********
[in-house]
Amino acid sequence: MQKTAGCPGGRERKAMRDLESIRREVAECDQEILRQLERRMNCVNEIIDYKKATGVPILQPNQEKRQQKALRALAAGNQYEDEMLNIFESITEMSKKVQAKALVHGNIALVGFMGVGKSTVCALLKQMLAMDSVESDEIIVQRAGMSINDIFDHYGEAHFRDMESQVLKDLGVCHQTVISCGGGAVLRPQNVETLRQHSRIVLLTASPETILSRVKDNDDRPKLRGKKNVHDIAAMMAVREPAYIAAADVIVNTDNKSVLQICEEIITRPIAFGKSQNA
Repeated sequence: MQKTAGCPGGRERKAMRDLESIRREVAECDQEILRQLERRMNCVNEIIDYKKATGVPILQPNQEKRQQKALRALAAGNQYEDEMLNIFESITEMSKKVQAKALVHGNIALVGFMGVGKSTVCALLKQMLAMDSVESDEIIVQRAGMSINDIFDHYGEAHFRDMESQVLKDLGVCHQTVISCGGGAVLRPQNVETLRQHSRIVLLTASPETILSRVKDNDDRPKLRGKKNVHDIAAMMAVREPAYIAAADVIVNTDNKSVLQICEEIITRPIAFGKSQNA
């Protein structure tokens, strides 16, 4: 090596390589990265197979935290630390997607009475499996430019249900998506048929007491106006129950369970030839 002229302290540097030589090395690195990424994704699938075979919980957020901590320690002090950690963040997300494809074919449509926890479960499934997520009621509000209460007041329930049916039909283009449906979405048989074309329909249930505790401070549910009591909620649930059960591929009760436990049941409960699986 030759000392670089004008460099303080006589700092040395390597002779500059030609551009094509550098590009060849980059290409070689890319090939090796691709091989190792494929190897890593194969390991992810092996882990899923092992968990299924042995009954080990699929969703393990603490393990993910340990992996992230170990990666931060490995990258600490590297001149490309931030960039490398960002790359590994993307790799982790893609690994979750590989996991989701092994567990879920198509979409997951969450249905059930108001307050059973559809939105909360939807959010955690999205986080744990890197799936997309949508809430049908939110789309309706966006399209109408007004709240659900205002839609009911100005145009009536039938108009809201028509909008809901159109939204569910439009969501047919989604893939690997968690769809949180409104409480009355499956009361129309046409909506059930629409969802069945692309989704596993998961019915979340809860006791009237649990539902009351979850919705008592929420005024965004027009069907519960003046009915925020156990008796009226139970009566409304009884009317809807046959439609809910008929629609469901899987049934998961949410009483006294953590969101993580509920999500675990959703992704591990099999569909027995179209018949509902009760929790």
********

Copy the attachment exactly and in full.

[in-house]
Amino acid sequence: MQKTAGCPGGRERKAMRDLESIRREVAECDQEILRQLERRMNCVNEIIDYKKATGVPILQPNQEKRQQKALRALAAGNQYEDEMLNIFESITEMSKKVQAKALVHGNIALVGFMGVGKSTVCALLKQMLAMDSVESDEIIVQRAGMSINDIFDHYGEAHFRDMESQVLKDLGVCHQTVISCGGGAVLRPQNVETLRQHSRIVLLTASPETILSRVKDNDDRPKLRGKKNVHDIAAMMAVREPAYIAAADVIVNTDNKSVLQICEEIITRPIAFGKSQNA
Repeated sequence: MQKTAGCPGGRERKAMRDLESIRREVAECDQEILRQLERRMNCVNEIIDYKKATGVPILQPNQEKRQQKALRALAAGNQYEDEMLNIFESITEMSKKVQAKALVHGNIALVGFMGVGKSTVCALLKQMLAMDSVESDEIIVQRAGMSINDIFDHYGEAHFRDMESQVLKDLGVCHQTVISCGGGAVLRPQNVETLRQHSRIVLLTASPETILSRVKDNDDRPKLRGKKNVHDIAAMMAVREPAYIAAADVIVNTDNKSVLQICEEIITRPIAFGKSQNA
């Protein structure tokens, strides 16, 4: 090596390589990265197979935290630390997607009475499996430019249900998506048929007491106006129950369970030839 002229302290540097030589090395690195990424994704699938075979919980957020901590320690002090950690963040997300494809074919449509926890479960499934997520009621509000209460007041329930049916039909283009449906979405048989074309329909249930505790401070549910009591909620649930059960591929009760436990049941409960699986 030759000392670089004008460099303080006589700092040395390597002779500059030609551009094509550098590009060849980059290409070689890319090939090796691709091989190792494929190897890593194969390991992810092996882990899923092992968990299924042995009954080990699929969703393990603490393990993910340990992996992230170990990666931060490995990258600490590297001149490309931030960039490398960002790359590994993307790799982790893609690994979750590989996991989701092994567990879920198509979409997951969450249905059930108001307050059973559809939105909360939807959010955690999205986080744990890197799936997309949508809430049908939110789309309706966006399209109408007004709240659900205002839609009911100005145009009536039938108009809201028509909008809901159109939204569910439009969501047919989604893939690997968690769809949180409104409480009355499956009361129309046409909506059930629409969802069945692309989704596993998961019915979340809860006791009237649990539902009351979850919705008592929420005024965004027009069907519960003046009915925020156990008796009226139970009566409304009884009317809807046959439609809910008929629609469901899987049934998961949410009483006294953590969101993580509920999500675990959703992704591990099999569909027995179209018949509902009760929790």